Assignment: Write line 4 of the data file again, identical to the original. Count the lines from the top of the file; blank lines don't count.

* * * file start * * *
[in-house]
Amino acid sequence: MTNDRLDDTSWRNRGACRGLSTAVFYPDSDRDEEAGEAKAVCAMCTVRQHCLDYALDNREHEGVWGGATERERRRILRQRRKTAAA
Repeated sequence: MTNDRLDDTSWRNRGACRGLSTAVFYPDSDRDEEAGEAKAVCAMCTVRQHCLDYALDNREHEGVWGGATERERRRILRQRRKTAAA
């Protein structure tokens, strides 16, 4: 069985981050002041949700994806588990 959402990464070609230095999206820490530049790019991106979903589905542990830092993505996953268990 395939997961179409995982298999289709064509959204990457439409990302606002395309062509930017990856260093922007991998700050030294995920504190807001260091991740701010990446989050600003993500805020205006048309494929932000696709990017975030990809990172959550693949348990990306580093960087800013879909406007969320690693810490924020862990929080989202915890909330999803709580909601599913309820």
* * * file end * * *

């Protein structure tokens, strides 16, 4: 069985981050002041949700994806588990 959402990464070609230095999206820490530049790019991106979903589905542990830092993505996953268990 395939997961179409995982298999289709064509959204990457439409990302606002395309062509930017990856260093922007991998700050030294995920504190807001260091991740701010990446989050600003993500805020205006048309494929932000696709990017975030990809990172959550693949348990990306580093960087800013879909406007969320690693810490924020862990929080989202915890909330999803709580909601599913309820």